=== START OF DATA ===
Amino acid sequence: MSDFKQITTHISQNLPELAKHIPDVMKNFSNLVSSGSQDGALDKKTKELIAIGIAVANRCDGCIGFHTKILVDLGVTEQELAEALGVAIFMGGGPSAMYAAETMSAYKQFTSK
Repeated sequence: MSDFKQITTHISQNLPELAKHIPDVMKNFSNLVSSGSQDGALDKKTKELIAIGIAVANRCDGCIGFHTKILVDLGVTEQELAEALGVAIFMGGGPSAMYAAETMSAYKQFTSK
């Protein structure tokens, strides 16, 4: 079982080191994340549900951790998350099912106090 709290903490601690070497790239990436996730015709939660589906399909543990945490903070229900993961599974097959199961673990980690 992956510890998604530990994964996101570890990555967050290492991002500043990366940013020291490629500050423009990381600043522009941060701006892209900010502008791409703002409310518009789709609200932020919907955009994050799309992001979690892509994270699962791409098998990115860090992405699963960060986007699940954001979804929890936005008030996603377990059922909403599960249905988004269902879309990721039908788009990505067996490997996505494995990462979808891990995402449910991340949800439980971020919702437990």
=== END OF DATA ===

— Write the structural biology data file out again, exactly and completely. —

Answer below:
Amino acid sequence: MSDFKQITTHISQNLPELAKHIPDVMKNFSNLVSSGSQDGALDKKTKELIAIGIAVANRCDGCIGFHTKILVDLGVTEQELAEALGVAIFMGGGPSAMYAAETMSAYKQFTSK
Repeated sequence: MSDFKQITTHISQNLPELAKHIPDVMKNFSNLVSSGSQDGALDKKTKELIAIGIAVANRCDGCIGFHTKILVDLGVTEQELAEALGVAIFMGGGPSAMYAAETMSAYKQFTSK
């Protein structure tokens, strides 16, 4: 079982080191994340549900951790998350099912106090 709290903490601690070497790239990436996730015709939660589906399909543990945490903070229900993961599974097959199961673990980690 992956510890998604530990994964996101570890990555967050290492991002500043990366940013020291490629500050423009990381600043522009941060701006892209900010502008791409703002409310518009789709609200932020919907955009994050799309992001979690892509994270699962791409098998990115860090992405699963960060986007699940954001979804929890936005008030996603377990059922909403599960249905988004269902879309990721039908788009990505067996490997996505494995990462979808891990995402449910991340949800439980971020919702437990």